mystery The answer to the clues may be found at the bottom of this column.    Teachers and Parents: Enter to win an entire set of Dawn’s nature books of one title for your home or classroom. It's fun and easy!
Just read the clues below. They describe an aspect of nature—a plant, animal, mineral, habitat, or natural process.
When you're ready to make your guess about who or what I am, click ENTER NOW.
Who Am I?
spacerglass1 Clue 1:  I'm a member of the "dog family."
glass1 Clue 2:  I live throughout North America in deserts, prairies, forests, and even in towns and cities.
glass1 Clue 3:  You might hear me howling at night to communicate with my pack.
glass1 Clue 4:  Don't let me trick you—I am NOT a wolf.
Do you think you know who I am? ENTER NOW.
Entries should be submitted no later than noon on Friday.
If you guessed correctly, you’re automatically entered into the monthly drawing for a set of nature books from Dawn Publications.
A contest winner will be announced at the end of September.
Throughout the school year, clues for a new Who Am I are posted no later than Sunday night, so you can use them with your class on Monday morning.Good luck!
The answer to last week's mystery was: SEASHELLS Although Inside Outside Nature blog is changing it's focus, this weekly "Who Am I?" will remain the same! Teachers, click here to get ideas about how to use the contest with your students.  

The Green 15

Lori Spencer, fourth-grade teacher

Lori Spencer, 4th-grade teacher, the Nevada City School of the Arts

 

Inspired by naturalist John Muir Laws,  Lori Spencer uses a simple and effective strategy to encourage her class of fourth graders to get outside. It’s called the “Green 15,” which is a weekly homework assignment to spend 15 minutes outside. It doesn’t sound like much time, but it makes a big impact when done regularly.

 

The requirement for the Green 15 assignment varies each week. Her seasonal fall activities include:

  • Listen for three different bird sounds. (Students didn’t need to identify the birds.)
  • Collect three different leaves and make a rubbing of each one.  (Variation: Collect three different colors of leaves.)
  • Find an animal’s tracks and draw a sketch of what they looked like. (Works best after a rain when tracks can  be more easily seen).
  • Find or rake up a big pile of fallen leaves and play in them. (My personal favorite!)

Lori varies the ways her students “turn in” their Green 15 assignment—sometimes they write about it, but other times they simply check off that they completed it. One student showed he had completed a Green 15 assignment by bringing in a photo of himself perched atop a very tall tree.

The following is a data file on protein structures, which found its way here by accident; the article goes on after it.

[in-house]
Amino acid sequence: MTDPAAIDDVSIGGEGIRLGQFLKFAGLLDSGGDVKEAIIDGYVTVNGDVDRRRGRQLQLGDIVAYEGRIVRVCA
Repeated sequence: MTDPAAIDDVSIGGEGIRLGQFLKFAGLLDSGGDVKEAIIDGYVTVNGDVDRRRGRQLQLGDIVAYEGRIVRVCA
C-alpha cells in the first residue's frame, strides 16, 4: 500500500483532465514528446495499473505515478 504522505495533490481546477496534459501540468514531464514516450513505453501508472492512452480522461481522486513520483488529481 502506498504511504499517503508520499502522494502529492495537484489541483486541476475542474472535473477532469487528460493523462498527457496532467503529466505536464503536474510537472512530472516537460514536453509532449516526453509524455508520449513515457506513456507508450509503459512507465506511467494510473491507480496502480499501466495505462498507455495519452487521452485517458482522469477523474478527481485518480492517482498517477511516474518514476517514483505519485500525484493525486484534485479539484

INSIDE: Making the Most of the Contest

While talking to Lori about her Green 15, she told me how she incorporates the Who Am I? mystery contest clues into her morning routine.

I have a brainteaser on the board every day, and on Monday mornings it’s always the clues from the Who Am I? contest. I read the clues on Sunday night and write them on the board before the students arrive on Monday morning. The kids read the clues and discuss their guesses. Then I go through the clues one-by-one asking them, “Does your guess fit this clue?” By the time we get through all four clues, some guesses are eliminated. Once we narrow down their choices to those that fit all of the clues, the class votes on the answer they want to submit. I type it up and hit the “submit” button. They were so excited when we won, and I loved the books we got to go along with our water ecology study.

You’ve got one more week to play before October’s drawing. Read the clues in the left column and your students could be the next winners!

OUTSIDE: Nature Prompts

Lori’s idea for the Green 15 was inspired by naturalist John Muir Laws, and she also uses his prompt suggestions to help her students observe more closely and deepen their 15 minutes in nature. These three prompts are applicable to all outdoor experiences: “I notice . . .”, “I wonder . . .”, and “It reminds me of . . .”

Lori Spencer with 4th-grader Riley Powers

Lori Spencer with 4th-grader Riley Powers

Here’s a sample of responses that resulted from standing under a fig tree.

  • I notice that the fig leaves are different colors—some are green and others yellow.
  • I wonder why one side of the leaf is sticky.
  • It reminds me of a hand because of its shape.

For more details about why these prompts are effective for developing skills such as observation, asking questions, and making connections, go to John Muir Laws: Nature Stewardship Through Science, Education, and Art.

 

MORE FACTS AND FUN OUTSIDE

John Muir Laws website—Find resources, information, and suggestions for nature journaling with kids, outdoor sketching, inspiration, and much more!

For parents, the book Fifteen Minutes Outside: 365 Ways to Get Out of the House and Connect with Your Kids by Rebecca Cohen is an inspiring collection of activities gives families an idea for every day of the year, requiring little planning, no expertise and relatively little resources. Some activities are easily adaptable for the classroom.